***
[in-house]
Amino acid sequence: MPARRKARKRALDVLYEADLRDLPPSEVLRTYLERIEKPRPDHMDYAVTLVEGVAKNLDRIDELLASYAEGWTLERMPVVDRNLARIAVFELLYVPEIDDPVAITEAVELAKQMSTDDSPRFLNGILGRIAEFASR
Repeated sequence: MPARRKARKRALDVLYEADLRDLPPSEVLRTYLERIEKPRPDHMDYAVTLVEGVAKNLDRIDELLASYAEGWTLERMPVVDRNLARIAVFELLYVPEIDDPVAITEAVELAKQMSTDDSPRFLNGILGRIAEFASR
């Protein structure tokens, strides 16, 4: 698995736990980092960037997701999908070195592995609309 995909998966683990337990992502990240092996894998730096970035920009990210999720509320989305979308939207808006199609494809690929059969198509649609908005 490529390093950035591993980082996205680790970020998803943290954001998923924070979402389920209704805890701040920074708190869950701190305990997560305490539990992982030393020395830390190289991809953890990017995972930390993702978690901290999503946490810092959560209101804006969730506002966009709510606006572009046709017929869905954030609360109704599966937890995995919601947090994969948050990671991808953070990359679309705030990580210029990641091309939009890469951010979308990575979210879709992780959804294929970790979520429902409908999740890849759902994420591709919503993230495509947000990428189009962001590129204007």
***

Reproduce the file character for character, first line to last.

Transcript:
[in-house]
Amino acid sequence: MPARRKARKRALDVLYEADLRDLPPSEVLRTYLERIEKPRPDHMDYAVTLVEGVAKNLDRIDELLASYAEGWTLERMPVVDRNLARIAVFELLYVPEIDDPVAITEAVELAKQMSTDDSPRFLNGILGRIAEFASR
Repeated sequence: MPARRKARKRALDVLYEADLRDLPPSEVLRTYLERIEKPRPDHMDYAVTLVEGVAKNLDRIDELLASYAEGWTLERMPVVDRNLARIAVFELLYVPEIDDPVAITEAVELAKQMSTDDSPRFLNGILGRIAEFASR
């Protein structure tokens, strides 16, 4: 698995736990980092960037997701999908070195592995609309 995909998966683990337990992502990240092996894998730096970035920009990210999720509320989305979308939207808006199609494809690929059969198509649609908005 490529390093950035591993980082996205680790970020998803943290954001998923924070979402389920209704805890701040920074708190869950701190305990997560305490539990992982030393020395830390190289991809953890990017995972930390993702978690901290999503946490810092959560209101804006969730506002966009709510606006572009046709017929869905954030609360109704599966937890995995919601947090994969948050990671991808953070990359679309705030990580210029990641091309939009890469951010979308990575979210879709992780959804294929970790979520429902409908999740890849759902994420591709919503993230495509947000990428189009962001590129204007």